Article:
Centennial Cabernet Sauvignon & Baily Winery

Posted on July 28, 2013

Baily Winery

A few months ago David Cohn, owner of the Cohn Restaurant Group  asked me to meet with Phil Baily of Baily vineyards, one of the first wineries in Temecula.  David had met Phil at the Family Winemakers tasting in Del Mar.  The two were talking about potentially bottling a special wine for the Cohn Restaurant Group, a Centennial Cabernet Sauvignon.   David was interested in creating a wine that would commemorate the 100 year anniversary of Balboa Park in 2015 along with the Cohn Restaurant’s Group 30 year anniversary.  David wanted to create a wine that would stay true to San Diego, so we obviously chose to look for a winery in Temecula.

First I had to meet with Phil and his daughter Kim, to make sure that they had juice that would be worthy of this venture.  There are  many wineries in Temecula, and so few good wineries in Temecula.  I was at first skeptical that the Baily’s would have juice that would be worthy of bottling for such an important wine.  When I sat with Phil and Kim I was pleasantly surprised with the quality of their Cabernet Sauvignon.  Phil explained that when he purchased the 20 acre Berenda vineyard, planted by Joan Handley in 1968 when UC Davis was experimenting in Temecula.  The vineyard’s soil is composed of decomposed granite, clay and sandy top soil.  It is at 1500 ft altitude and yields about 2.75 tons per acre.  Phil believes that the vines were planted with the Wente clone 7.  He says  the wine is a lot darker in color than any other Cabernet Sauvignon in Temecula and expresses a minty character.  It has never been affected by phylloxera, so these old vines produce concentrated fruit.

Berenda Vineyard

The Berenda Vineyard, 50-year-old vines

The 2010 vintage was a perfect vintage for the Bailys.  It did not rain, which allowed for longer hang times.  The vineyard is located in an area where the Rainbow Gap brings a steady breeze in from Camp Pendleton on the coast.  This ocean breeze contributes to the longer growing season for the 50-year-old vines.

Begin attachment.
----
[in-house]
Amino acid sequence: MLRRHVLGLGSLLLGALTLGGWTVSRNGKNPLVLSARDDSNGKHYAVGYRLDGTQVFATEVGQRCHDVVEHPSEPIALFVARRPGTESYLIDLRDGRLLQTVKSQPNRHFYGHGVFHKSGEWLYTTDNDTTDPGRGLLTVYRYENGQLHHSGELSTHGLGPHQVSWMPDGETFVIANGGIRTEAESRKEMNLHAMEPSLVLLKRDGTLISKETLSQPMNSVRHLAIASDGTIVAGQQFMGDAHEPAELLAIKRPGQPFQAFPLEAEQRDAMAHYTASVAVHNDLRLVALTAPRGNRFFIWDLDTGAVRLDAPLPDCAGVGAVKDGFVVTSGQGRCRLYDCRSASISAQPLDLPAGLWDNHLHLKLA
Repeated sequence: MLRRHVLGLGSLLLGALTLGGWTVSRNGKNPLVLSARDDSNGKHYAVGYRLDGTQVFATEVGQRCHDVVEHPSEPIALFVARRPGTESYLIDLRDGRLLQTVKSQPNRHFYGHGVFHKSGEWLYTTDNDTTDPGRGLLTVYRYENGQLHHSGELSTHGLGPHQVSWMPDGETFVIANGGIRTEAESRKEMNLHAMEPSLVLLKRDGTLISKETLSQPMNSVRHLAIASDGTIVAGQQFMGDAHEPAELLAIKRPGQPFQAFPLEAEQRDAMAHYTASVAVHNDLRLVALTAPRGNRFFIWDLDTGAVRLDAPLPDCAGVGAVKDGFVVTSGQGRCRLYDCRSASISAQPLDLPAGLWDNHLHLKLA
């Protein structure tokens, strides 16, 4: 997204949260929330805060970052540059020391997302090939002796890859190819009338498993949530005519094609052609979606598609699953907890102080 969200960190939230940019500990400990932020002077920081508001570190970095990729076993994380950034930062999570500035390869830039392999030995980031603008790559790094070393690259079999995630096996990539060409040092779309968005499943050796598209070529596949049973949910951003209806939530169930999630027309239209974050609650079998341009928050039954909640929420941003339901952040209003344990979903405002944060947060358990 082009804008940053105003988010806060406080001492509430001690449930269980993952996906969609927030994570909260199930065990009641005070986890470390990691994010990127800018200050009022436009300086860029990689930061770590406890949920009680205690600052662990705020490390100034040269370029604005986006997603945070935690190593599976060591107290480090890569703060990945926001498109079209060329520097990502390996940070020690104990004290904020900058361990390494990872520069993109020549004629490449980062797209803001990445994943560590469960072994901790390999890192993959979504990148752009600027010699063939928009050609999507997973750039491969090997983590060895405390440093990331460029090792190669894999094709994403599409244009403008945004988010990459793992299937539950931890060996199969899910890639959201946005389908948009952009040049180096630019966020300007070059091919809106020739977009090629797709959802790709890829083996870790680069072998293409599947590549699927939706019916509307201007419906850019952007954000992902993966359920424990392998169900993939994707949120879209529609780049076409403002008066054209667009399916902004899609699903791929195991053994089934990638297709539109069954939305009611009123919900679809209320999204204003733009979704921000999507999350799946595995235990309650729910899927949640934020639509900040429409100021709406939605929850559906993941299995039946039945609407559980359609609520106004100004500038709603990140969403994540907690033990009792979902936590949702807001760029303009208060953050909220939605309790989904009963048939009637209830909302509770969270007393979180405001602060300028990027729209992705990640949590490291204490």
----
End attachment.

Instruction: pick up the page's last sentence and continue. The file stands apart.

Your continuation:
I was impressed when I tasted the wines.  Phil asked me to come to the winery and help  him blend the wine.  Phil also uses Cabernet from his estate vineyard, La Sirena.  The La Sirena bears fruit which is more typical of Temecula, lighter colored and fruity.  I was pleased with the wines and decided to move forward and create the Centennial Cabernet Sauvignon.

I took my General Manager, Jon Boyle with me to aid in the blending.  Together we met Phil and Kim at their medieval inspired winery off Rancho California road.  We took a tour through the vineyards to see the thick “tree trunk” vines of the Berenda vineyard.  We later drove to the wine making facility on Pauba Road where we had barrel samples waiting for us.  Our task was to come up with a wine for the Centennial Cabernet Sauvignon that would be worthy of commemorating two San Diego institutions.

The blending of the Centennial Cabernet SauvignonCentennial Cabernet Notes

We had barrel samples of Cabernet from the Berenda vineyard and La Sirena vineyard, Cabernet Franc and Malbec.  As we started the blending, we quickly realized that the slightest adjustment of any of the four wines really affected the wine.  We immediately decided not to use Malbec.  The Malbec dulled the wine.  The Cabernet Franc on its own was delicious.  In the blend is was important because it contributed in lifting the aroma and giving the wine a floral character.

The two Cabernet Sauvignons were miles apart.  At first I thought if I used more Berenda Cabernet I would have a better wine.  The Berenda Cabernet had the structure, the tannin and acidity.  However, too much left an unbalanced wine.  The La Sirena Cabernet added the red fruitiness the juiciness to an already structured base, the Berenda.  The final blend consisted of 50% Berenda Cabernet Sauvignon, 40% La Sirena and 10% Cabernet Franc.  We all felt that we made a great wine.

Centennial Cabernet Sauvignon

The wine has a minty aroma with other aromas of violets, blackberry and raspberry.  On the palate, it is full-bodied, with a heavy mid palate of more blackberry fruit, plum skins and black cherry.  The tannins are firm and the acidity is lively.  The alcohol came in at 14.2%, however it is not burning and is well-integrated.

We are excited to share this wine with all of San Diego.  The wine will be available at the Cohn Restaurant Group restaurants for $10 by the glass and $40 a bottle.  We will also be offering it retail for $20.15 (the anniversary year for Balboa Park).  If you want to know when this special bottling will be released, sign up for PRIME CRU WINE CLUB and get the newsletter for its release.

Below is a short video about the making and bottling of the Centennial Cabernet Sauvignon at the Baily Winery

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